A few weeks ago I posted that I had just moved to CloudFlare for my Media Temple hosted site. I received a good bit of feedback on the post, so I thought it would be good to do a follow-up that covers the things I’ve learned and my overall impression since I first enabled this service.

The first thing I will note is that I have had no technical issues with the service as of yet. It has run flawlessly since I turned it on and started tinkering. As you can see from the above graph, a steady flow of traffic has been sent through their system for my site, and I’ve had no complaints or known issues over the past several days. So far so good on that front.

I received some skepticism about the performance of CloudFlare from folks on Twitter, and although I admittedly didn’t share any particular specs regarding the performance, it was clear from the seat of my pants that everything was faster. I decided to go ahead and do some analysis with a dumped cache, Firebug, and some hosts file editing so I could bypass CloudFlare.

Here is a snippet of the network downloads of my site running directly against my WordPress install:

From my Server

Here is a similar snapshot as pulled from CloudFlare:

From CloudFlare

As you can see - the latency from the CloudFlare servers is perceptibly better. Also note that while there is a built-in “wait” against my site (the purple section), there is effectively no wait from CloudFlare. Feel free to try this yourself against www.realjenius.com using the IP addresses above, if you’d like.

Now, to be completely fair, this isn’t entirely apples to apples. One of the CloudFlare features I didn’t tout when I did the initial write-up that I have since enabled is the automatic minification of resources. CloudFlare can automatically minify Javascript, CSS, and HTML in your site markup, and cache the result. This is even part of the free service. While I use some minified resources already, my basic site markup is not compressed (nor is the generated HTML markup for my posts), so there is definitely some benefit to be gained here.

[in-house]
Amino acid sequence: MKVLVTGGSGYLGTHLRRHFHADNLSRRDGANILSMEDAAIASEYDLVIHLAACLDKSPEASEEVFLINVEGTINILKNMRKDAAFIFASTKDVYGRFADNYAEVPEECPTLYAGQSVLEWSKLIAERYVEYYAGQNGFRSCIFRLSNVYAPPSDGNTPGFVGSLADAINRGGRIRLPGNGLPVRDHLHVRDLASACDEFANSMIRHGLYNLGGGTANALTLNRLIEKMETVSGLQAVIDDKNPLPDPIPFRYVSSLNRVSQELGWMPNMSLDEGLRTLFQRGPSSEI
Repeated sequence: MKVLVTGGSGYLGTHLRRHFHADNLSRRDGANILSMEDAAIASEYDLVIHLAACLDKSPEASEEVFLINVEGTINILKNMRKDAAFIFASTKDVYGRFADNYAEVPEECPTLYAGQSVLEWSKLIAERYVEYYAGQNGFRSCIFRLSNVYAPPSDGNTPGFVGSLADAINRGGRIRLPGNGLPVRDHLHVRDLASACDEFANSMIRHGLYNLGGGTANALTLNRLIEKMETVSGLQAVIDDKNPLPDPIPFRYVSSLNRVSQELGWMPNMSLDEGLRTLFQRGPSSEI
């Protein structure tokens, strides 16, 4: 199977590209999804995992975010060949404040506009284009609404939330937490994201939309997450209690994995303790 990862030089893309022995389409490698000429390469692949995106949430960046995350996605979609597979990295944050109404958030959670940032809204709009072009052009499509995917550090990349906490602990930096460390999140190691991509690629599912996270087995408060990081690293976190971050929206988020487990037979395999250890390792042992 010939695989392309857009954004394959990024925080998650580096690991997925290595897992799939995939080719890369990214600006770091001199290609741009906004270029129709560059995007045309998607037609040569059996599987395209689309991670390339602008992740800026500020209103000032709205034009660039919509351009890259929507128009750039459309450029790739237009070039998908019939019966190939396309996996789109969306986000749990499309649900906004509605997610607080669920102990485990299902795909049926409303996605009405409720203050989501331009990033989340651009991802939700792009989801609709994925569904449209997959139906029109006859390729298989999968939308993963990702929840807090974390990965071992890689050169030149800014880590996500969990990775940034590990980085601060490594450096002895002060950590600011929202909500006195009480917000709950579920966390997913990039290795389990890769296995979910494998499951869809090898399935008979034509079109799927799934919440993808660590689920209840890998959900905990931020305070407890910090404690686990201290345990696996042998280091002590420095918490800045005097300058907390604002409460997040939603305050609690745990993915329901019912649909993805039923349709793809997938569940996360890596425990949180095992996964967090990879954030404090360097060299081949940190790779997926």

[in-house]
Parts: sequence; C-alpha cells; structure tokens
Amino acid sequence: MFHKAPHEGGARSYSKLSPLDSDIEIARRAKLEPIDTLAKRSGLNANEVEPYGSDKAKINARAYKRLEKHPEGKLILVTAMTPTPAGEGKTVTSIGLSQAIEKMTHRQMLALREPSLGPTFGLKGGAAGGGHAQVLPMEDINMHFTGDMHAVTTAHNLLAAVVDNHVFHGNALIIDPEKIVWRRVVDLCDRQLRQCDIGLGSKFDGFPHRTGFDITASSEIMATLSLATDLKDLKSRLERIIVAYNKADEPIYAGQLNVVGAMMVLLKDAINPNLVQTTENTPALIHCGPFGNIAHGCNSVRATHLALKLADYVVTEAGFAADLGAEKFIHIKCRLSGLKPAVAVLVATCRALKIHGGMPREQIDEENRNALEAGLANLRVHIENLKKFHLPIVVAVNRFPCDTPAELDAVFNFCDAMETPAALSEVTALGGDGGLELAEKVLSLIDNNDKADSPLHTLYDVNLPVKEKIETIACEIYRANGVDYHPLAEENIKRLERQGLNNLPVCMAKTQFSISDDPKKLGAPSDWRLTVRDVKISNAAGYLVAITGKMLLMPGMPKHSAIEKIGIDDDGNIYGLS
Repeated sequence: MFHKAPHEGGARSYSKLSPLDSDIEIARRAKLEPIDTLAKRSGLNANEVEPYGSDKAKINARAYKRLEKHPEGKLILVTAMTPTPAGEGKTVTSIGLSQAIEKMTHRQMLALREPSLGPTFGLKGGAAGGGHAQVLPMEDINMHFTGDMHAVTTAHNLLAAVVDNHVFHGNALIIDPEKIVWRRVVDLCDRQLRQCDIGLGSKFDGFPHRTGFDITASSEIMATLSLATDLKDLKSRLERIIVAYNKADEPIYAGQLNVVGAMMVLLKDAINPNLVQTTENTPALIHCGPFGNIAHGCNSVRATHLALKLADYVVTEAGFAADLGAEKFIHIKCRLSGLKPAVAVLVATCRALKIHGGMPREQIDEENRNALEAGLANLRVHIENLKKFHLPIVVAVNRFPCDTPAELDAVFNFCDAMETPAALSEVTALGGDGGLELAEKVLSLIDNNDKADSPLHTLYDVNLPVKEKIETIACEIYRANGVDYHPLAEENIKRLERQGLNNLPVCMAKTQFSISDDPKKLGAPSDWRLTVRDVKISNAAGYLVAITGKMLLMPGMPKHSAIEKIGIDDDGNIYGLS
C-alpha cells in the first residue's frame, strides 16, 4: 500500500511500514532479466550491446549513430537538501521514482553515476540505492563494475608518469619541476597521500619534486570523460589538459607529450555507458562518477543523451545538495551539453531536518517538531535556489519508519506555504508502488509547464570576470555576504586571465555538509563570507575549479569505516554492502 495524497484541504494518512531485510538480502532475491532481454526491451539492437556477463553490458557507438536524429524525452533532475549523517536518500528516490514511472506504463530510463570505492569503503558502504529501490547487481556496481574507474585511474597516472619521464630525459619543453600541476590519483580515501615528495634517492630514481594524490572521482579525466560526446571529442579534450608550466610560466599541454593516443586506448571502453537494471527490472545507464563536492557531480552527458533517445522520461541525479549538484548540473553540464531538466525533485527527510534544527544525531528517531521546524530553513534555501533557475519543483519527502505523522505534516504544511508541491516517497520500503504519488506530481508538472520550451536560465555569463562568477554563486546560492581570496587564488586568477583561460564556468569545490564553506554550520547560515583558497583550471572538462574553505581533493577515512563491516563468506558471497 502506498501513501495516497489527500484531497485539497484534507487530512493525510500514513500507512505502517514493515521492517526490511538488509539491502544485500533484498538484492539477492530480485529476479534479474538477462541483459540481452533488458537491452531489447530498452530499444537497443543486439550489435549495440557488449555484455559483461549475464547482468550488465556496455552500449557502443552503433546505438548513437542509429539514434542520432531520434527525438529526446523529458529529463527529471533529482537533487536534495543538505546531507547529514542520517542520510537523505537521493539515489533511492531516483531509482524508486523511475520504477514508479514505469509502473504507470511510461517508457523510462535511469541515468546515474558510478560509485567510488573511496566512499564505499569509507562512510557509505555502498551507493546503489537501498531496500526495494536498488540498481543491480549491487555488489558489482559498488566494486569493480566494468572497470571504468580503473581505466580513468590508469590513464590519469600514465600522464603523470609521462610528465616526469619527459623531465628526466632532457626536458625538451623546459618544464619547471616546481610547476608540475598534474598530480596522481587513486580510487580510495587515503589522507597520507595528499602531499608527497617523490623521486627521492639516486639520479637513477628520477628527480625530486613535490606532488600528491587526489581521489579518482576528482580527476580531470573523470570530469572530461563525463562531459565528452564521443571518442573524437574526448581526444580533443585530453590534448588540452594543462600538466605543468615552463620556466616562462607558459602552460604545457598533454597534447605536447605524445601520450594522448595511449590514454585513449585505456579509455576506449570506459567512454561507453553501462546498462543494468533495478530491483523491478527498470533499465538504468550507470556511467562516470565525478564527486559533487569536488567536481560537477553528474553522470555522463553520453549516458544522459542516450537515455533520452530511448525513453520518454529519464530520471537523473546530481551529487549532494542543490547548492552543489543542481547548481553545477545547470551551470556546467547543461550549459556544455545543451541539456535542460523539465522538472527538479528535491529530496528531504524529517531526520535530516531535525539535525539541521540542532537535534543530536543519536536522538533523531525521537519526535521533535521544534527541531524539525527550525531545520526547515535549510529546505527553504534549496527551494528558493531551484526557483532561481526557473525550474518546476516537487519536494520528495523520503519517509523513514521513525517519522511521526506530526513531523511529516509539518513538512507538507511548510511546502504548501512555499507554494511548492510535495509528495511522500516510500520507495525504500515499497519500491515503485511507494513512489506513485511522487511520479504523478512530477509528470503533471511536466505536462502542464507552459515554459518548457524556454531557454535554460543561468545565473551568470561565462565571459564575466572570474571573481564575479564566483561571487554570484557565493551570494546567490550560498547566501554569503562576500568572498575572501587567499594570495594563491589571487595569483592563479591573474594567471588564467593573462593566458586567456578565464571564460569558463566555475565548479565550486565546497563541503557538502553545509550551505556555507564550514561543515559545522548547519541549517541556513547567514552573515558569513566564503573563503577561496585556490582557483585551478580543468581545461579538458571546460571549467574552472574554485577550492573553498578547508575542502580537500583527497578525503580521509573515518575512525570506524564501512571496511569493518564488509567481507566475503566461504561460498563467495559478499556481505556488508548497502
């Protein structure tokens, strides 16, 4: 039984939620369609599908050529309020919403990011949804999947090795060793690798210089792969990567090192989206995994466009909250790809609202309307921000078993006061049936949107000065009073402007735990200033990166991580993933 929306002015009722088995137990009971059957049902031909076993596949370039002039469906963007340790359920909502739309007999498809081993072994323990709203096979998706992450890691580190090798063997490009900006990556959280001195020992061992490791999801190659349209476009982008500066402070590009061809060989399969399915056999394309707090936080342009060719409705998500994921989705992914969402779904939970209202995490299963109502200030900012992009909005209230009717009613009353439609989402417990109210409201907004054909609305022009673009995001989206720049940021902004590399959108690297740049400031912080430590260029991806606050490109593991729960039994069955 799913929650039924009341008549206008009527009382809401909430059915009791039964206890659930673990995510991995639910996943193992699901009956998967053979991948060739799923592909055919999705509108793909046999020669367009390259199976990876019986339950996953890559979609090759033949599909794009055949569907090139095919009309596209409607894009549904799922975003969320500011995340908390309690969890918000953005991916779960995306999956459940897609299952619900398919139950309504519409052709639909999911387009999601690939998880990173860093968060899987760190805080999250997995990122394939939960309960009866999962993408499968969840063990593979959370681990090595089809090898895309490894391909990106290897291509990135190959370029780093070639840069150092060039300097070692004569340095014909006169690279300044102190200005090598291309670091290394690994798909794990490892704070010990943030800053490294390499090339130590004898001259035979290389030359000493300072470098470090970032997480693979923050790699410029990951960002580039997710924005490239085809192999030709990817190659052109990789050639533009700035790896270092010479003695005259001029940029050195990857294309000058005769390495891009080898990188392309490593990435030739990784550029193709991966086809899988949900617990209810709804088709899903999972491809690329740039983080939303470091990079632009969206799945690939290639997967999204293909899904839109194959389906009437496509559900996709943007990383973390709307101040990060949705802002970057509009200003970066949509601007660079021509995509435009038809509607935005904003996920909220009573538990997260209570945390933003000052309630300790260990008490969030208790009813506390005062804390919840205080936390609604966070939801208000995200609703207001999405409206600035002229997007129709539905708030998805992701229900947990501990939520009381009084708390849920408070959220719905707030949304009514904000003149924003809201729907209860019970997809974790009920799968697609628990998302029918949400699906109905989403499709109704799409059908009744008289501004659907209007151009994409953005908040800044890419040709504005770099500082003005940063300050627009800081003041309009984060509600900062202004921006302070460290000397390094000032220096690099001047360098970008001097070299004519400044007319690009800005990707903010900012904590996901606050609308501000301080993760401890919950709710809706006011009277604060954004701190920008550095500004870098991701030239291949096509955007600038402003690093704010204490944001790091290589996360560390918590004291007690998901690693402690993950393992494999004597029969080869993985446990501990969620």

When connected to my server directly, without a cache, the initial download was 417.4 KB. When connected through CloudFlare, the initial download was 293.4 KB. That’s a pretty significant difference.

One other interesting metric: over the past month CloudFlare has delivered hundreds of MB of cached resources on my behalf; effectively free bandwidth for me. Here is a bandwidth graph for my server over the past three months from within the MediaTemple monitoring tools - as you can see, there is a clear reduction (and stabilization) of the bandwidth consumption once August hits.

Overall, after the better part of a month, my opinion of CloudFlare is still a very favorable one. I haven’t made the jump to paid service as of yet, but am considering it much more strongly as the days progress.

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